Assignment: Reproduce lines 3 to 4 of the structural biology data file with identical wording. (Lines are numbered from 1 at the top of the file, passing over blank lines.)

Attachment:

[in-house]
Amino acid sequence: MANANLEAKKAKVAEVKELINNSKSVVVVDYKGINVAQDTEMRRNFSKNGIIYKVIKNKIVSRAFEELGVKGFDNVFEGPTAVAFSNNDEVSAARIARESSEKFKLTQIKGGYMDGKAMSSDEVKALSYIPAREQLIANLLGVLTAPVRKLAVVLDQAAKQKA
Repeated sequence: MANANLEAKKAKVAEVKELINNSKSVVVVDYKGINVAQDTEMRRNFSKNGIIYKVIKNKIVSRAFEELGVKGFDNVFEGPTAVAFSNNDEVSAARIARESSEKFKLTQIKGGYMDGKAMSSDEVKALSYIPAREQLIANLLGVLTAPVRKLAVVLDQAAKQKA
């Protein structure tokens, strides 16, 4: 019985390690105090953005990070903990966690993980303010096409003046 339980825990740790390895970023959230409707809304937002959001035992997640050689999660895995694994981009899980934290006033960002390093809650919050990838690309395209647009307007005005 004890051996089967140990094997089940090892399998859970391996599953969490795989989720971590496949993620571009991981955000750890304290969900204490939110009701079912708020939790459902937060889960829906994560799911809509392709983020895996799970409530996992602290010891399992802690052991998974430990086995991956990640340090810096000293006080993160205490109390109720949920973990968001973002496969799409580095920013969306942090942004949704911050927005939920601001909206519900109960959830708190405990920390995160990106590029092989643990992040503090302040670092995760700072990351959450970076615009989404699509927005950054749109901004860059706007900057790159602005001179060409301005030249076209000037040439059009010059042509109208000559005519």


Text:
Repeated sequence: MANANLEAKKAKVAEVKELINNSKSVVVVDYKGINVAQDTEMRRNFSKNGIIYKVIKNKIVSRAFEELGVKGFDNVFEGPTAVAFSNNDEVSAARIARESSEKFKLTQIKGGYMDGKAMSSDEVKALSYIPAREQLIANLLGVLTAPVRKLAVVLDQAAKQKA
């Protein structure tokens, strides 16, 4: 019985390690105090953005990070903990966690993980303010096409003046 339980825990740790390895970023959230409707809304937002959001035992997640050689999660895995694994981009899980934290006033960002390093809650919050990838690309395209647009307007005005 004890051996089967140990094997089940090892399998859970391996599953969490795989989720971590496949993620571009991981955000750890304290969900204490939110009701079912708020939790459902937060889960829906994560799911809509392709983020895996799970409530996992602290010891399992802690052991998974430990086995991956990640340090810096000293006080993160205490109390109720949920973990968001973002496969799409580095920013969306942090942004949704911050927005939920601001909206519900109960959830708190405990920390995160990106590029092989643990992040503090302040670092995760700072990351959450970076615009989404699509927005950054749109901004860059706007900057790159602005001179060409301005030249076209000037040439059009010059042509109208000559005519």